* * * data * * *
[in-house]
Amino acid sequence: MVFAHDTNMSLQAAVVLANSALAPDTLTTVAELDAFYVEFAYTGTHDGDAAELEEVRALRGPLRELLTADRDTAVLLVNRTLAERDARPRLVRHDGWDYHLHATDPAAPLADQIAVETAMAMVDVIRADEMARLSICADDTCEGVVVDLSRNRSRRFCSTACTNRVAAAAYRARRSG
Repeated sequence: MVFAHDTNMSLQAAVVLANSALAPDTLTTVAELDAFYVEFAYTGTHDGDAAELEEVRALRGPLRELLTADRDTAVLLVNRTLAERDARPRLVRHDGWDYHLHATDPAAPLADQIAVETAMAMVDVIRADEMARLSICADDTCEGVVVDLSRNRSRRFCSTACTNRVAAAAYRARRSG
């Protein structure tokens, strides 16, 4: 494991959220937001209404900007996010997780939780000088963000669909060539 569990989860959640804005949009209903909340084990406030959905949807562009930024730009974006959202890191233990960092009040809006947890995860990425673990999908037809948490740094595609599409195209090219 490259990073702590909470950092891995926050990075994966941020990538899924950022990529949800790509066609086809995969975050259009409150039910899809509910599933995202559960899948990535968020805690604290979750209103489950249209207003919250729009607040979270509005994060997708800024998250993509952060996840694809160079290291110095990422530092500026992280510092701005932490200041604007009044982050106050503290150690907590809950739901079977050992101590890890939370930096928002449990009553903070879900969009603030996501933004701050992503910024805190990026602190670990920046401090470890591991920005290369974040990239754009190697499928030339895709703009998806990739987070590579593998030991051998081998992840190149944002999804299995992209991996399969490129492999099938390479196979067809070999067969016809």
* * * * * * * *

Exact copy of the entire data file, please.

[in-house]
Amino acid sequence: MVFAHDTNMSLQAAVVLANSALAPDTLTTVAELDAFYVEFAYTGTHDGDAAELEEVRALRGPLRELLTADRDTAVLLVNRTLAERDARPRLVRHDGWDYHLHATDPAAPLADQIAVETAMAMVDVIRADEMARLSICADDTCEGVVVDLSRNRSRRFCSTACTNRVAAAAYRARRSG
Repeated sequence: MVFAHDTNMSLQAAVVLANSALAPDTLTTVAELDAFYVEFAYTGTHDGDAAELEEVRALRGPLRELLTADRDTAVLLVNRTLAERDARPRLVRHDGWDYHLHATDPAAPLADQIAVETAMAMVDVIRADEMARLSICADDTCEGVVVDLSRNRSRRFCSTACTNRVAAAAYRARRSG
């Protein structure tokens, strides 16, 4: 494991959220937001209404900007996010997780939780000088963000669909060539 569990989860959640804005949009209903909340084990406030959905949807562009930024730009974006959202890191233990960092009040809006947890995860990425673990999908037809948490740094595609599409195209090219 490259990073702590909470950092891995926050990075994966941020990538899924950022990529949800790509066609086809995969975050259009409150039910899809509910599933995202559960899948990535968020805690604290979750209103489950249209207003919250729009607040979270509005994060997708800024998250993509952060996840694809160079290291110095990422530092500026992280510092701005932490200041604007009044982050106050503290150690907590809950739901079977050992101590890890939370930096928002449990009553903070879900969009603030996501933004701050992503910024805190990026602190670990920046401090470890591991920005290369974040990239754009190697499928030339895709703009998806990739987070590579593998030991051998081998992840190149944002999804299995992209991996399969490129492999099938390479196979067809070999067969016809």